Mark Russell, Musical Comedian and Political Satirist Known for Longtime PBS Special, Dies at 90

Jon Stewart remembers him as “a DC institution who did the hardest thing a comic can do… relentlessly and righteously mock his neighbors”

Mark Russell
Mark Russell (Photo courtesy of Gary Hahn)

Piano-playing comedian and political satirist Mark Russell died Thursday at the age of 90, his wife Ali Russell said.

For more than 50 years, Russell took shots at all sectors of the political spectrum with stand-up monologues and song parodies. He was best known for his PBS specials, which he taped six times a year from 1975 to 2004. His routines, which he sang and performed on piano, covered the latest political news with timely lyrical updates of classic songs.

Russell was a member of the National Comedy Center Advisory Board, and was remembered by fellow member Jon Stewart, who said, “Mark Russell was a DC institution who did the hardest thing a comic can do… relentlessly and righteously mock his neighbors.”

“Mark Russell transformed the landscape of political humor in America and, in doing so, influenced a generation of comedic artists,” National Comedy Center executive director Journey Gunderson said. “His musical satires, beloved for decades by those inside and outside of Washington, made him comedy’s greatest lyricist, and the artist most responsible for elevating the White House Correspondents’ Dinner as a premiere platform for comedy when he performed at the dinner 40 years ago. His comedy legacy is unique and incomparable.”

Russell was born Joseph Marcus Ruslander on Aug 23, 1932 in Buffalo, New York. He enrolled at George Washington University in Washington DC before joining the Marines. Starting in the early 1960s, he performed regularly at the Shoreham Hotel in DC.

In 1994, Russell supported 2 Live Crew when the hip hop group was sued for copyright infringement for their parody of Roy Orbison’s song “Oh, Pretty Woman.” Russell and 2 Live Crew’s frontman, Luther R. Campbell, successfully argued before the U.S. Supreme Court that song parodies were protected under fair use.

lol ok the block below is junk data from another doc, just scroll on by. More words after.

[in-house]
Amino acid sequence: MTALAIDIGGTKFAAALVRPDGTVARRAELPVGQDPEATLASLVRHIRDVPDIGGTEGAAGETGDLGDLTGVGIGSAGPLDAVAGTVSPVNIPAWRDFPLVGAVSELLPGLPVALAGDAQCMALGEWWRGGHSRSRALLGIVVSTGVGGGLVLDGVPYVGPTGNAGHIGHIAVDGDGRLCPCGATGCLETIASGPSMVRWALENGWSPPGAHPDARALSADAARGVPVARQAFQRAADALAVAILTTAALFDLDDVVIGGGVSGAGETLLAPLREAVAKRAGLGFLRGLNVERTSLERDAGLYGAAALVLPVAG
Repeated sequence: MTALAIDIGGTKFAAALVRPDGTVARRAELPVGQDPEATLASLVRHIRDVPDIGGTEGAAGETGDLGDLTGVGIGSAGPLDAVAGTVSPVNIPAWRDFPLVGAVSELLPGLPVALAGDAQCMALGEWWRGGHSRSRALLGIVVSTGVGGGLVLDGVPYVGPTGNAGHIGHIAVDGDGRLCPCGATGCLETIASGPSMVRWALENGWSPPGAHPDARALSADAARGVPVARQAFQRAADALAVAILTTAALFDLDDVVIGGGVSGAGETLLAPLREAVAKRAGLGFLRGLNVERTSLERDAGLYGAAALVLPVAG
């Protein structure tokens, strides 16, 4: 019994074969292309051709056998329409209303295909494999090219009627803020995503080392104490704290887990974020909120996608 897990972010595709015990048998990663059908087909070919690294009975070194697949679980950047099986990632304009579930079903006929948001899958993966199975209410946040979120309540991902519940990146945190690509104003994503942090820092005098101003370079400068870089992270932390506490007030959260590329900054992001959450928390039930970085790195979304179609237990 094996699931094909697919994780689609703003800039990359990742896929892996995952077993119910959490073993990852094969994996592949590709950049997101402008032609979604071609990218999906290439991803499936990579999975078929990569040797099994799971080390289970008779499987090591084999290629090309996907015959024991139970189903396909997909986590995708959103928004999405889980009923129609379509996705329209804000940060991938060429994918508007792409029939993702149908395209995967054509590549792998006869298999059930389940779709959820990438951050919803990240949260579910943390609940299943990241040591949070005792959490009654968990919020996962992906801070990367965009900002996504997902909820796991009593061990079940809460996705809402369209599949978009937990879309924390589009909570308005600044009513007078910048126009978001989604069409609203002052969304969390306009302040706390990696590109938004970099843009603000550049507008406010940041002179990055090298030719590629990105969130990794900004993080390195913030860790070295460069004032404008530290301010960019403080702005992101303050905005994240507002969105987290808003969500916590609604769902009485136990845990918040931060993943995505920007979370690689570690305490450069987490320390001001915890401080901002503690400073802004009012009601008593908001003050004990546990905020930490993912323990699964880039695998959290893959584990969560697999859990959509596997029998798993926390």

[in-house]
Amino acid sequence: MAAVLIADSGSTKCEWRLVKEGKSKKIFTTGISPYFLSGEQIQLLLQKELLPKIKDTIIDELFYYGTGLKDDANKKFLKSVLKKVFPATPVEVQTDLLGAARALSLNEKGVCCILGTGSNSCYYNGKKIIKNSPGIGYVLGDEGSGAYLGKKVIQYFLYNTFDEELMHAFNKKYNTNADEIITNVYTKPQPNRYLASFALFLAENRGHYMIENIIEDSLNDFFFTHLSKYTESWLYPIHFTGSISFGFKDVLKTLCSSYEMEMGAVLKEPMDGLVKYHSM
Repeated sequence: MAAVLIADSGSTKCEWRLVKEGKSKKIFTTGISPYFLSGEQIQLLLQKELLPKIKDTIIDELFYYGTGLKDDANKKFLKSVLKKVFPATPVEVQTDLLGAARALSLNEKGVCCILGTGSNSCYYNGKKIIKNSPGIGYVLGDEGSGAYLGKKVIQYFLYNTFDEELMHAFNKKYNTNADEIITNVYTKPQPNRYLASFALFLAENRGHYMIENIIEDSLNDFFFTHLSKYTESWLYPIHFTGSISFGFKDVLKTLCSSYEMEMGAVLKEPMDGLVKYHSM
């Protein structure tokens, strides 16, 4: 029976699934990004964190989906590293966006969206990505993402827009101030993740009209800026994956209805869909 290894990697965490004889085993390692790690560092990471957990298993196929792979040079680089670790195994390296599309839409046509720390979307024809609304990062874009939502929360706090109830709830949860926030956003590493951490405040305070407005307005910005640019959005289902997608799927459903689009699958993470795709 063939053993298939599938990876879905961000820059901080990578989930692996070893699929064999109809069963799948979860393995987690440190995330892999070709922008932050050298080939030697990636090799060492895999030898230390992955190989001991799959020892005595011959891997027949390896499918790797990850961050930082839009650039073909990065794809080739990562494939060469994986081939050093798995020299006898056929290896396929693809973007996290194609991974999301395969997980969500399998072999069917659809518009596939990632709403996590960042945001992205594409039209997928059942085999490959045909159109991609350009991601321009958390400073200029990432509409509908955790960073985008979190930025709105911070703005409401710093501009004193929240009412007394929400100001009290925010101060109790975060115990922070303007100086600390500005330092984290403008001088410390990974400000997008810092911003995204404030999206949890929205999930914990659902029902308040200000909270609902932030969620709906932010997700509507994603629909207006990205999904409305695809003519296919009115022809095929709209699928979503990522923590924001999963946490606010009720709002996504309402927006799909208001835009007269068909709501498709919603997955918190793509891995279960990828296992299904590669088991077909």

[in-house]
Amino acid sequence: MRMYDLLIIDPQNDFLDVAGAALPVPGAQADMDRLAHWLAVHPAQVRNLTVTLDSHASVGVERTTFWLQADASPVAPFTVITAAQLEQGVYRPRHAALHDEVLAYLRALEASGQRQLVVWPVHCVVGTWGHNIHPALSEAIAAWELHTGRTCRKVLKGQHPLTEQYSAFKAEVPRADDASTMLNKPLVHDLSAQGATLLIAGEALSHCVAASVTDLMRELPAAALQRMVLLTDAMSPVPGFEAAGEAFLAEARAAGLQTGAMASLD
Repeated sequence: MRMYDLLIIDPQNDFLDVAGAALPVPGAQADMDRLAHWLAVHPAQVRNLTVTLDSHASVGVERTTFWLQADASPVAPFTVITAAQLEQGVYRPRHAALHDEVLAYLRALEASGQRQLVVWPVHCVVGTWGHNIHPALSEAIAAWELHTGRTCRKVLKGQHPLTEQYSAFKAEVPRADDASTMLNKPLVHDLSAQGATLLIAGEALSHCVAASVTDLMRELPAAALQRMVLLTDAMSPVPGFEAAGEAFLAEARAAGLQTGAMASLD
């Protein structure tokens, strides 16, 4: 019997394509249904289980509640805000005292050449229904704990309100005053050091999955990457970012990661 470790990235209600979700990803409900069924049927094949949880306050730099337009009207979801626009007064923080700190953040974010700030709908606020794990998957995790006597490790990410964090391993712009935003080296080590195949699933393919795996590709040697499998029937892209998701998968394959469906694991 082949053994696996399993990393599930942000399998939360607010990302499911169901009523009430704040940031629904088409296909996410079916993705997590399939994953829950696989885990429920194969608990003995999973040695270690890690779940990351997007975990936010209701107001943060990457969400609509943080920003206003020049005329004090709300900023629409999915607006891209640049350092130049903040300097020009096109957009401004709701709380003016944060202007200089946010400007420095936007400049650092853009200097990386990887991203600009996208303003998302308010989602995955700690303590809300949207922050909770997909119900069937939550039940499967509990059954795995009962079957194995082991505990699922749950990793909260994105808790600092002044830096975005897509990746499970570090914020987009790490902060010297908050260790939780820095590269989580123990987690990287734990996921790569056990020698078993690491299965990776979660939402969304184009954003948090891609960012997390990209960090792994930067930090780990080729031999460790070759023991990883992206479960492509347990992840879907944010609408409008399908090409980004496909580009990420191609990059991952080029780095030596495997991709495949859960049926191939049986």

Russell continued to perform new song parodies after his official retirement in 2016, posting new songs on social media throughout the pandemic. As recently as last October, he took on issues including the Jan. 6 insurrection.

Bryon Allen, who worked with Russell on “Real People,” which ran on NBC from 1979 to 1984, called the late comedian “a brilliant man” and “an American treasure.”

“When I met Mark Russell, I surprised myself with how excited I was to meet him,” comedian and host of CNN’s “United Shades of America” W. Kamau Bell said. “As a kid who grew up with a mom who made sure that PBS was on our TV as much as any other channel, Mark’s comedy clearly got in my brain and rewired it.”

Kelly Carlin, the daughter of George Carlin and a producer, author and founding National Comedy Center advisory board member, said, “It’s one thing to have a great comedian mind and another to be able to craft a song at the drop of a hat, but to combine them to reveal the endless bullshit of our nation’s politics makes one an American treasure. Mark will be dearly missed by his friends and family, and warmly remembered as a truth teller who made us laugh and want to sing along.”

“He taught me that comedy could be more than just funny and disposable,” Bell added. “He showed that comedy could maybe even be more effective at speaking truth to power, if you made sure people walked out humming along to truth speaking. And he never stopped working, because the point is to keep writing the jokes until the jokes fix the problems. In his honor, I will keep writing the jokes.”